Veterinarians are responsible for educating owners about the risk of tumor development. Owners can perform active surveillance for tumors by routinely touching/petting their cats. Owners should contact their veterinarian if they note a lump, especially one increasing in size or persisting beyond 1 month after vaccination. Owners are encouraged to record the location of the mass, when they first noticed it, and keep track of any changes in size. For any cat presenting with a subcutaneous mass, vaccination history is essential to identify whether a FISS is a potential differential.

Fine-needle aspiration with cytology can be helpful in ruling out diagnostic differentials, such as an abscess or other tumor. FISSs contain peripheral inflammatory cell infiltrates of macrophages and lymphocytes, which can confound a definitive diagnosis with cytology alone. The VAFSTF recommends the “3-2-1” rule for when to pursue biopsy of a suspect injection site sarcoma.14 If a mass meets one or more of the following criteria, an incisional biopsy is recommended:

3: Mass persists for 3 months or longer

2: Mass is, or becomes, larger than 2 cm, and/or

1: Mass continues to increase in size 1 month following an injection

If a FISS is suspected, the VAFSTF recommends an incisional biopsy be done prior to attempting surgical excision. Excisional biopsy for diagnostic purposes is strongly discouraged as tumors recur quickly and frequently when marginally excised, making future attempts at treatment challenging.14,18 Biopsy samples are obtained from closer to the edge of the mass as the center can be necrotic. Incisional biopsy methods include needle core, punch, and wedge biopsy. Ideally, multiple samples are obtained from different locations, as tumors are often heterogeneous. Biopsy tracts must either be removed along with the tumor during a definitive surgery or included within the radiation field. Veterinarians are encouraged to discuss biopsy plans with an oncologist or surgeon.

General lab work (i.e., complete blood count, chemistry, thyroxine, and urinalysis) is valuable for determining a patient’s overall health status prior to instituting definitive therapy. FeLV and feline immunodeficiency virus (FIV) testing can be done as part of the patient’s minimum database; however, a link between FeLV or FIV infection and FISS development has not been made.18 These tests do not provide information related to prognosis or the presence of metastasis. 

Distant metastasis occurs most frequently to the lungs. Other sites include regional lymph nodes and abdominal organs.18 Staging tests include 3-view thoracic radiography and regional lymph node examination by palpation and cytology when applicable. Abdominal imaging can be done. The authors consider computed tomography (CT) or magnetic resonance imaging (MRI) essential to an ideal treatment plan.18 Contrast-enhanced CT scans are more accurate for determining tumor volume than physical examination estimates and caliper measurements.19 CT scans are more sensitive than thoracic radiographs for detecting metastatic disease. Finally, with appropriate setup, CT scans can also be used for the purpose of radiation therapy planning. The high rate of local tumor recurrence, especially with incomplete margins, warrants thorough pretreatment evaluation and planning.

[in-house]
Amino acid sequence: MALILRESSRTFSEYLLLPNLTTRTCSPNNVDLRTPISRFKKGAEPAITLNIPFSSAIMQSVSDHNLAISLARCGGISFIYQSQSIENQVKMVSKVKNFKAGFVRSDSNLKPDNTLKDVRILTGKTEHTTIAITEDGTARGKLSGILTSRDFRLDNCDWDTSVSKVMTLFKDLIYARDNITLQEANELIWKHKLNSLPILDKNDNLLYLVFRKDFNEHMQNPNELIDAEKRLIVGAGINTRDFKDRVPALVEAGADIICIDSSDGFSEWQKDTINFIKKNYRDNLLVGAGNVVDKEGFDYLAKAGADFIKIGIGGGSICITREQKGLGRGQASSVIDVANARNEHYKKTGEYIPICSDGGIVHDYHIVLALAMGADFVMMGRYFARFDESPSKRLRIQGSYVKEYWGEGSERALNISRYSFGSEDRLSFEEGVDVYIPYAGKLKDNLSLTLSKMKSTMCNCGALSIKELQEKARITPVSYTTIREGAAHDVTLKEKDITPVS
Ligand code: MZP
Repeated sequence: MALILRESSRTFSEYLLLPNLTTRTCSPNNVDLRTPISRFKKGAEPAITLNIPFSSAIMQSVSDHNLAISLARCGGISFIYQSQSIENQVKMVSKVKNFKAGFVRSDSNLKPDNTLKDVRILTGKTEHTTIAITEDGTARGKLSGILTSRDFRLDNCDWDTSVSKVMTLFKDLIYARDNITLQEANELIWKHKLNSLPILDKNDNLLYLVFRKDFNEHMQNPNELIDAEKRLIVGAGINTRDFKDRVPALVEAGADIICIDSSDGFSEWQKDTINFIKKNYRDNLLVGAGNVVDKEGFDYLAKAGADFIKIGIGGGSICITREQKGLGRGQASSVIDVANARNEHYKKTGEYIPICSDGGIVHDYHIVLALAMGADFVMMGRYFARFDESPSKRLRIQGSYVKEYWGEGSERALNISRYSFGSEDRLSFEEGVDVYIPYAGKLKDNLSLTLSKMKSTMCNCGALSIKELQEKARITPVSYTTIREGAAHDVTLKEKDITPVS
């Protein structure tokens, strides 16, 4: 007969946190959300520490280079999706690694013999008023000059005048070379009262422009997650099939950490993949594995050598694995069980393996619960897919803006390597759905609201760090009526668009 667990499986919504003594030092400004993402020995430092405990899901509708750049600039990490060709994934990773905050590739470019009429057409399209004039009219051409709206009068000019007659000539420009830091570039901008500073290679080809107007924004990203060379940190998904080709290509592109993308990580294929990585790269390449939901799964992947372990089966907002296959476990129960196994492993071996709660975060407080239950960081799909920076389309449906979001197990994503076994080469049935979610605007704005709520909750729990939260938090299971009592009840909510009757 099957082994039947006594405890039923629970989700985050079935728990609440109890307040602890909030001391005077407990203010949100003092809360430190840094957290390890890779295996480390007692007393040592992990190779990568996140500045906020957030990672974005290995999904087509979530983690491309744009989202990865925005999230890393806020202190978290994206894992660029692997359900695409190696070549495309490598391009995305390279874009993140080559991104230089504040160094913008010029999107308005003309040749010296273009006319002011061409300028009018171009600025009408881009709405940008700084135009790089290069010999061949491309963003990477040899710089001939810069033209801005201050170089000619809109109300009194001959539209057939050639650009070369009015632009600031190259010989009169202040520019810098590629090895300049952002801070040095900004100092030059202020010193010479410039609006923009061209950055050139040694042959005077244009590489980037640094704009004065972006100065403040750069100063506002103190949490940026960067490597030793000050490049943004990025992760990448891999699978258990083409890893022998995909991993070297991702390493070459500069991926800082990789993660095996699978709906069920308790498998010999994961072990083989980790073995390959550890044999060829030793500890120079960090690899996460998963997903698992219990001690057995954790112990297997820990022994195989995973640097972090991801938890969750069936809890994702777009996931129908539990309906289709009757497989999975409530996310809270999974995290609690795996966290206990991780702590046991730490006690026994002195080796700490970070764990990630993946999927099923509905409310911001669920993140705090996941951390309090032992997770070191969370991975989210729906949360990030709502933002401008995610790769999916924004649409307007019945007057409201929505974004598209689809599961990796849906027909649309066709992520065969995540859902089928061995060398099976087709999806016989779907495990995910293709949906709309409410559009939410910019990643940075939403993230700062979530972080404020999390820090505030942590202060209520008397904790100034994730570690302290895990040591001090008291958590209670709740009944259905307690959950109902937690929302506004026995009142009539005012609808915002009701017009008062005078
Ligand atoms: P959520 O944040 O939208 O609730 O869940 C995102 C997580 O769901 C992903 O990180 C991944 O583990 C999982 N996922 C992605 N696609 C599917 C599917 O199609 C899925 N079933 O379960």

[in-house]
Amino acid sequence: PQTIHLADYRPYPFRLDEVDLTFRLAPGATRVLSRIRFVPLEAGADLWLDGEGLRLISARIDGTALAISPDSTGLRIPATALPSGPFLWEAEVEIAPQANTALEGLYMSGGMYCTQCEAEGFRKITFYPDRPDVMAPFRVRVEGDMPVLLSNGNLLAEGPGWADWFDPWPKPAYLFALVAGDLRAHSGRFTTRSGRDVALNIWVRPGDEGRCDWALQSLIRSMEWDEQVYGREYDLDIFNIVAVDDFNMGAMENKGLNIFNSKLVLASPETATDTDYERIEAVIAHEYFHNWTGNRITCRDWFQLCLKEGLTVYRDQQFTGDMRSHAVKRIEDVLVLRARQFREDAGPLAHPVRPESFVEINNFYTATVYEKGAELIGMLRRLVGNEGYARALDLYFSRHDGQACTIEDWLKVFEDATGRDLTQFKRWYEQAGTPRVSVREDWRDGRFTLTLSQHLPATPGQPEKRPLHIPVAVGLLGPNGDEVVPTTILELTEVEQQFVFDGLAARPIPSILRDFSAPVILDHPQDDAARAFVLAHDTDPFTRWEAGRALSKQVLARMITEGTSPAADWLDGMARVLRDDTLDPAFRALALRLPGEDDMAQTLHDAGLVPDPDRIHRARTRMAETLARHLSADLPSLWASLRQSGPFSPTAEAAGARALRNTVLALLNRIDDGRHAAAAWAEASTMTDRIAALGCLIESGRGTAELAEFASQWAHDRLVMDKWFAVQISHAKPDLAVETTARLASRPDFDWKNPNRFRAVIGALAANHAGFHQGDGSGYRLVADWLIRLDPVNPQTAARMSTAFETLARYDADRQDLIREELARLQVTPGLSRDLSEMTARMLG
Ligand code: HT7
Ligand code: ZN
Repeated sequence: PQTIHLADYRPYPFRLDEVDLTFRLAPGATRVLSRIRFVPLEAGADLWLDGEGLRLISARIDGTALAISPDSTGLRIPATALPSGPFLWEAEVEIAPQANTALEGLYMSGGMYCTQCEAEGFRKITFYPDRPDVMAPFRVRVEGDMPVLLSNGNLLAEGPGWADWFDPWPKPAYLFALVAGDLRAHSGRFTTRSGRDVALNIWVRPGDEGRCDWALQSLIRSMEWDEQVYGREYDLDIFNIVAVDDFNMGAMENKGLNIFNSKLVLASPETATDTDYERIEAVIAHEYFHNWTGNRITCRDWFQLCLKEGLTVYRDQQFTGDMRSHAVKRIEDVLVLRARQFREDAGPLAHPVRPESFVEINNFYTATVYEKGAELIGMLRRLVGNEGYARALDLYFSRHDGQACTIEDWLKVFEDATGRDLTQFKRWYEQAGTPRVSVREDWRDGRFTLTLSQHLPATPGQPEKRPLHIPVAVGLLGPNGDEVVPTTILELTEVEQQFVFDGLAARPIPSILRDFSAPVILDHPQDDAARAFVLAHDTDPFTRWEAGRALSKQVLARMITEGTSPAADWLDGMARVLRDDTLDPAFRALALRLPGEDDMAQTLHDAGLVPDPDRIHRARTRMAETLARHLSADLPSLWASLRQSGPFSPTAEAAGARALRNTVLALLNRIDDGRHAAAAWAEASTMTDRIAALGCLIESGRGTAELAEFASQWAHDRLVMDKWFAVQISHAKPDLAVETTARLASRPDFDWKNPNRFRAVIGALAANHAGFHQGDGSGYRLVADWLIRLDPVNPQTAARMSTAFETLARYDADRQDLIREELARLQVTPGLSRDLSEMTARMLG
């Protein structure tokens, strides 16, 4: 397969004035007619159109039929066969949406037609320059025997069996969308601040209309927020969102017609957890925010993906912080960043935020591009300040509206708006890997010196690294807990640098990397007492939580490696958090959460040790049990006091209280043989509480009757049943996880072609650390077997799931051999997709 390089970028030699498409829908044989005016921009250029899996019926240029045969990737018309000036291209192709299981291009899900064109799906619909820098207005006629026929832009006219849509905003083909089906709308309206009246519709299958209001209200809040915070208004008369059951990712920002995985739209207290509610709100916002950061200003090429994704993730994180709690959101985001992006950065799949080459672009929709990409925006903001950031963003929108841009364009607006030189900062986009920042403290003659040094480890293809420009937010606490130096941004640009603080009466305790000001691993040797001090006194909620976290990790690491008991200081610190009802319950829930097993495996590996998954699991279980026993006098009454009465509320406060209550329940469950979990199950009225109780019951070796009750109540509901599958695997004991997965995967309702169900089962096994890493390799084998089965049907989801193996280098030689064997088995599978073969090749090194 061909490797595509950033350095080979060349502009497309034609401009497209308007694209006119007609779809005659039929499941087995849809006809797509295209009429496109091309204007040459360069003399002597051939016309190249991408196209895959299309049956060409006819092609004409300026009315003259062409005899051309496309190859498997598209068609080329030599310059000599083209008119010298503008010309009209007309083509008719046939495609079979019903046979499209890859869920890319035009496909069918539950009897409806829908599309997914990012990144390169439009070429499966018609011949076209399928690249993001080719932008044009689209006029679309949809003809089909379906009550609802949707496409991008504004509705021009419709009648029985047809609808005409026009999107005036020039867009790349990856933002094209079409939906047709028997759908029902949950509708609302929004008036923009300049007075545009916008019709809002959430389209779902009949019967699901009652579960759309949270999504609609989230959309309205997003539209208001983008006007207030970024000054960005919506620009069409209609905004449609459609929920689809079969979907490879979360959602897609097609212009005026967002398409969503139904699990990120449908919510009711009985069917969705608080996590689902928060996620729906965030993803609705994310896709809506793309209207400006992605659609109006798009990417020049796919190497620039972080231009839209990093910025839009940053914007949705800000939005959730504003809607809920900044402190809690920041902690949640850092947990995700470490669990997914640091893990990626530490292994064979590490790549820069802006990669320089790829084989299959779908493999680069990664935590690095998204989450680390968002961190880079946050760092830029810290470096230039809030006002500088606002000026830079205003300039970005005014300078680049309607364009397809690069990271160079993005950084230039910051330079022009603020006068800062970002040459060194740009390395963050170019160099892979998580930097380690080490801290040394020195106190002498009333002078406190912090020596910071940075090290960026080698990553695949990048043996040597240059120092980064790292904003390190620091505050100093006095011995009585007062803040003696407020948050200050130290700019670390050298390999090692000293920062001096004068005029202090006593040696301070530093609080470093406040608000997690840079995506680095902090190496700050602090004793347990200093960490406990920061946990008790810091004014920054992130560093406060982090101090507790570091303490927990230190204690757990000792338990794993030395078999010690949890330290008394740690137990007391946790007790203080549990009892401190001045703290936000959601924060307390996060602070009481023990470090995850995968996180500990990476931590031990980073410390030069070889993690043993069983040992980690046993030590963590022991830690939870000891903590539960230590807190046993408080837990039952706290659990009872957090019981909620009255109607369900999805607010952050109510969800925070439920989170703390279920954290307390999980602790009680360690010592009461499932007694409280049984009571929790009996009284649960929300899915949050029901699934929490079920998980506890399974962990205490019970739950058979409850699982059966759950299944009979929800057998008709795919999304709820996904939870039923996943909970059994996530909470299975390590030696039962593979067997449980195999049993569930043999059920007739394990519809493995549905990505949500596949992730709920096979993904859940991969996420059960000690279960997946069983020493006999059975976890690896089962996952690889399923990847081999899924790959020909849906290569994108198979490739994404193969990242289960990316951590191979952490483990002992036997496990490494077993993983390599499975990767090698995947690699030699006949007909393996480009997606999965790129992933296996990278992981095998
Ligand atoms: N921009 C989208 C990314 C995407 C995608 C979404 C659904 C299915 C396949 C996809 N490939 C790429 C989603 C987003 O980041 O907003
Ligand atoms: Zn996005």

Any sarcoma arising in the vicinity of a known injection site should be considered a FISS and treated aggressively. Treatment is challenging because tumors are locally invasive and recurrence rates approach 70%, especially in the absence of radical surgical procedures.9 For this reason, first-line therapy for FISSs is aggressive radical surgery. Adjunctive therapies, such as pre- or postoperative radiation or chemotherapy, depend on the histologic features of the tumor, completeness of excision, and clinical status of the patient. A proposed algorithm for optimal use of treatment strategies is provided in FIGURE 1.

Surgery for FISS

The recommended approach includes removal of at least 5-cm margins surrounding the palpable tumor edge and up to 2 fascial planes deep, including any associated bony structures (FIGURE 2).20 This approach results in complete margins in 97% of cases and a median survival time of 2.5 years. Despite radical excision, tumors recur in 14% of cases. For cats with tumors located on distal limbs or tails, wide microscopic surgical margins are possible with amputation with or without hemipelvectomy or caudectomy. Median time to first recurrence is significantly prolonged if surgery is performed by an experienced surgeon at a referral hospital compared with surgery performed at a nonreferral institution (~9 months versus ~2 months).21 Therefore the best chance for a cat to have a good prognosis with an injection site sarcoma is a well-planned first surgery attempt.

Not all FISSs are amenable to complete excision, defined as histologic tumor-free margins, for various reasons, including size, location, and extensive infiltration into adjacent structures (e.g., FISS arising in the interscapular region infiltrating the spine). Marginal excision alone is not recommended in such cases based on the high rate of local recurrence.